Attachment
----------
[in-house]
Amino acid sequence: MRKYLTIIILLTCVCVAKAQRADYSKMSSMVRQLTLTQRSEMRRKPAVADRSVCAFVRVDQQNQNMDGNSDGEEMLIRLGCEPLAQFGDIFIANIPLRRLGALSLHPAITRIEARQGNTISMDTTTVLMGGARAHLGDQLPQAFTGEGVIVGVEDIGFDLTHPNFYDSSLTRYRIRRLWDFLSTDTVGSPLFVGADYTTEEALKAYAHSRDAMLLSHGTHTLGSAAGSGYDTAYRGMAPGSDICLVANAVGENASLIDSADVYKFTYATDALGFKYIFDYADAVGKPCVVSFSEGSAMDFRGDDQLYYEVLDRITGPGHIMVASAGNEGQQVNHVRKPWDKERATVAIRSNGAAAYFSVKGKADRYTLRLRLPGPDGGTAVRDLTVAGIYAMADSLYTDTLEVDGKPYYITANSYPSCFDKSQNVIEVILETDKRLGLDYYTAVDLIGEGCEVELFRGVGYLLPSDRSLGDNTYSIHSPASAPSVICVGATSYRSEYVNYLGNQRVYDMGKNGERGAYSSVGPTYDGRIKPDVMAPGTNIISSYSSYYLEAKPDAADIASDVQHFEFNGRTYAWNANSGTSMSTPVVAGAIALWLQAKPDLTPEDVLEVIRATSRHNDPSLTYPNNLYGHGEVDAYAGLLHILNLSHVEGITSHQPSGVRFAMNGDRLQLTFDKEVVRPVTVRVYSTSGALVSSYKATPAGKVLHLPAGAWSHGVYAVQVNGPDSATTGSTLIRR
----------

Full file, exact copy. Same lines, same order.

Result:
[in-house]
Amino acid sequence: MRKYLTIIILLTCVCVAKAQRADYSKMSSMVRQLTLTQRSEMRRKPAVADRSVCAFVRVDQQNQNMDGNSDGEEMLIRLGCEPLAQFGDIFIANIPLRRLGALSLHPAITRIEARQGNTISMDTTTVLMGGARAHLGDQLPQAFTGEGVIVGVEDIGFDLTHPNFYDSSLTRYRIRRLWDFLSTDTVGSPLFVGADYTTEEALKAYAHSRDAMLLSHGTHTLGSAAGSGYDTAYRGMAPGSDICLVANAVGENASLIDSADVYKFTYATDALGFKYIFDYADAVGKPCVVSFSEGSAMDFRGDDQLYYEVLDRITGPGHIMVASAGNEGQQVNHVRKPWDKERATVAIRSNGAAAYFSVKGKADRYTLRLRLPGPDGGTAVRDLTVAGIYAMADSLYTDTLEVDGKPYYITANSYPSCFDKSQNVIEVILETDKRLGLDYYTAVDLIGEGCEVELFRGVGYLLPSDRSLGDNTYSIHSPASAPSVICVGATSYRSEYVNYLGNQRVYDMGKNGERGAYSSVGPTYDGRIKPDVMAPGTNIISSYSSYYLEAKPDAADIASDVQHFEFNGRTYAWNANSGTSMSTPVVAGAIALWLQAKPDLTPEDVLEVIRATSRHNDPSLTYPNNLYGHGEVDAYAGLLHILNLSHVEGITSHQPSGVRFAMNGDRLQLTFDKEVVRPVTVRVYSTSGALVSSYKATPAGKVLHLPAGAWSHGVYAVQVNGPDSATTGSTLIRR